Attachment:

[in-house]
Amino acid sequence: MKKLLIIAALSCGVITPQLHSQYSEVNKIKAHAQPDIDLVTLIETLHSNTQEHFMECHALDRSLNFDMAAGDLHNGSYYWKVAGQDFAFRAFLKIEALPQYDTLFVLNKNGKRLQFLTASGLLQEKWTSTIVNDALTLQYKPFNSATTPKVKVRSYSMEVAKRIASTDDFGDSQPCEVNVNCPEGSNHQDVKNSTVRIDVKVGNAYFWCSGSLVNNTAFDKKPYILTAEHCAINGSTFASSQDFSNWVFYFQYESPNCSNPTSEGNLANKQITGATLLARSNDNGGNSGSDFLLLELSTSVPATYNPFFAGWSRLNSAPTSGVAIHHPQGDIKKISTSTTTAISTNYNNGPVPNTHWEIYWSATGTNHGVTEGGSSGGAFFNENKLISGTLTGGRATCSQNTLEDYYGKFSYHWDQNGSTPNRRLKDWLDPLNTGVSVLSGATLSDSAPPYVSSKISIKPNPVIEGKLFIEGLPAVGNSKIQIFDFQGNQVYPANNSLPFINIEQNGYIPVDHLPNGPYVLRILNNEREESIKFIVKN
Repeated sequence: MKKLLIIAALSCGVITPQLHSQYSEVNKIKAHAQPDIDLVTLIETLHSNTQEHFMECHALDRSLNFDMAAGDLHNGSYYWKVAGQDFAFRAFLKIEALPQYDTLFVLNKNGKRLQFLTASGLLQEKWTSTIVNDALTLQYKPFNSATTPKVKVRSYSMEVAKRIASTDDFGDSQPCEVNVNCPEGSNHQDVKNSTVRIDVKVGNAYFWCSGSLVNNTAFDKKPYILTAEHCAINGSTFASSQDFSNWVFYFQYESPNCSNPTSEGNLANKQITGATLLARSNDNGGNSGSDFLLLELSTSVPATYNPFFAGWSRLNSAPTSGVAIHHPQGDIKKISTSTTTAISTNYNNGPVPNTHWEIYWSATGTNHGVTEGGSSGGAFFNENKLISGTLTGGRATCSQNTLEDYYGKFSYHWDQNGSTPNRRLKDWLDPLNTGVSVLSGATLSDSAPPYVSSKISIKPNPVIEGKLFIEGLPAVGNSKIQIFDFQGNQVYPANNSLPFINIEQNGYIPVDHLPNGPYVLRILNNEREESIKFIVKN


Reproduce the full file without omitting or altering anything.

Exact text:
[in-house]
Amino acid sequence: MKKLLIIAALSCGVITPQLHSQYSEVNKIKAHAQPDIDLVTLIETLHSNTQEHFMECHALDRSLNFDMAAGDLHNGSYYWKVAGQDFAFRAFLKIEALPQYDTLFVLNKNGKRLQFLTASGLLQEKWTSTIVNDALTLQYKPFNSATTPKVKVRSYSMEVAKRIASTDDFGDSQPCEVNVNCPEGSNHQDVKNSTVRIDVKVGNAYFWCSGSLVNNTAFDKKPYILTAEHCAINGSTFASSQDFSNWVFYFQYESPNCSNPTSEGNLANKQITGATLLARSNDNGGNSGSDFLLLELSTSVPATYNPFFAGWSRLNSAPTSGVAIHHPQGDIKKISTSTTTAISTNYNNGPVPNTHWEIYWSATGTNHGVTEGGSSGGAFFNENKLISGTLTGGRATCSQNTLEDYYGKFSYHWDQNGSTPNRRLKDWLDPLNTGVSVLSGATLSDSAPPYVSSKISIKPNPVIEGKLFIEGLPAVGNSKIQIFDFQGNQVYPANNSLPFINIEQNGYIPVDHLPNGPYVLRILNNEREESIKFIVKN
Repeated sequence: MKKLLIIAALSCGVITPQLHSQYSEVNKIKAHAQPDIDLVTLIETLHSNTQEHFMECHALDRSLNFDMAAGDLHNGSYYWKVAGQDFAFRAFLKIEALPQYDTLFVLNKNGKRLQFLTASGLLQEKWTSTIVNDALTLQYKPFNSATTPKVKVRSYSMEVAKRIASTDDFGDSQPCEVNVNCPEGSNHQDVKNSTVRIDVKVGNAYFWCSGSLVNNTAFDKKPYILTAEHCAINGSTFASSQDFSNWVFYFQYESPNCSNPTSEGNLANKQITGATLLARSNDNGGNSGSDFLLLELSTSVPATYNPFFAGWSRLNSAPTSGVAIHHPQGDIKKISTSTTTAISTNYNNGPVPNTHWEIYWSATGTNHGVTEGGSSGGAFFNENKLISGTLTGGRATCSQNTLEDYYGKFSYHWDQNGSTPNRRLKDWLDPLNTGVSVLSGATLSDSAPPYVSSKISIKPNPVIEGKLFIEGLPAVGNSKIQIFDFQGNQVYPANNSLPFINIEQNGYIPVDHLPNGPYVLRILNNEREESIKFIVKN